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Purchases of electric and hydrogen-powered buses are among the projects eligible for a new round of federal grants.
States, local governments and tribes can now apply for nearly $1.7 billion in federal funding through a pair of grant programs geared toward transitioning the nation's bus fleets to cleaner fuels, like electric or hydrogen power.
The money, available under the 2021 infrastructure law, includes $1.2 billion this fiscal year for the Low or No Emission Vehicle Program, which covers purchases or leases of buses that cause less air pollution than models that run on fuels like diesel. Grants from that program can also fund the construction or lease of facilities and equipment to support the new vehicles.
In addition to battery and hydrogen-powered buses, rubber-tired trollies with power from overhead electric wires are eligible for funding, as well as other options that can meet federal requirements.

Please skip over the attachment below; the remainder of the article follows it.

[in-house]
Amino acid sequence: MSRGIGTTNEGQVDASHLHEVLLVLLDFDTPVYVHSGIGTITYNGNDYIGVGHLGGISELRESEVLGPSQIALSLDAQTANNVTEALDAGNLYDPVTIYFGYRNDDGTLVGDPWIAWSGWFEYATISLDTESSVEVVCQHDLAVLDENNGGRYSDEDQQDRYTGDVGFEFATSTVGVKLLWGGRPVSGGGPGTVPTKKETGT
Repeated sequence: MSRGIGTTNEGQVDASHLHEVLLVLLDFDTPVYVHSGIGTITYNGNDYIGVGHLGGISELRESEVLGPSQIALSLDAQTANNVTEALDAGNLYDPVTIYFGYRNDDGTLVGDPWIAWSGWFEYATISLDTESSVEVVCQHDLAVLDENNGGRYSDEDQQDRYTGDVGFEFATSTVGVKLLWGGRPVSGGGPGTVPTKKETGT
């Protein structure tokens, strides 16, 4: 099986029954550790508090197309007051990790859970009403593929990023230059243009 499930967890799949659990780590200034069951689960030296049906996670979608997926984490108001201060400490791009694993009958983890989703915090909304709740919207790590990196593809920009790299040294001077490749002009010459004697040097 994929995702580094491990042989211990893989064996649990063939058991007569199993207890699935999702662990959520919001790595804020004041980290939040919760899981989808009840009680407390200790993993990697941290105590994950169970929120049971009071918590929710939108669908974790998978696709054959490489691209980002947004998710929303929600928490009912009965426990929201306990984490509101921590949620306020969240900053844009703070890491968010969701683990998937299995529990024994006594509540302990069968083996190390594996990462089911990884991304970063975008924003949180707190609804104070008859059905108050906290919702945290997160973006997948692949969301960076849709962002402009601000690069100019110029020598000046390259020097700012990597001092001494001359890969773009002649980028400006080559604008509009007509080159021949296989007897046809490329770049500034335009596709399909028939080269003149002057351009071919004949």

The other grant initiative, the Buses and Bus Facilities Program, makes about $469 million available to replace, rehab, or buy buses "regardless of propulsion type or emissions." That money can also help pay for bus-related facilities.
The funding notice for the grants, published on Jan. 27, explains that 5% of the total requested federal funding for projects related to zero-emission vehicles must go toward workforce development and retraining programs—although applicants can try to convince the feds to let them out of this requirement.
Transportation Secretary Pete Buttigieg said the programs would help "cut harmful pollution, and train workers for good-paying jobs."
The infrastructure law provided $5.5 billion over five years for the Low or No Emission Program, more than six times the prior five-year amount Congress approved for it. Funding for the Buses and Bus Facilities program is set to total almost $2 billion over five years.
The Federal Transit Administration issued grants from the programs last year as well. Examples of winning projects include $116 million for New York's Metropolitan Transportation Authority to purchase about 230 electric buses to replace diesel vehicles and $34 million for a rural transit agency in Colorado to build a depot for charging and storing electric buses.
Applications are due for the grants by April 13. More information can be found here.
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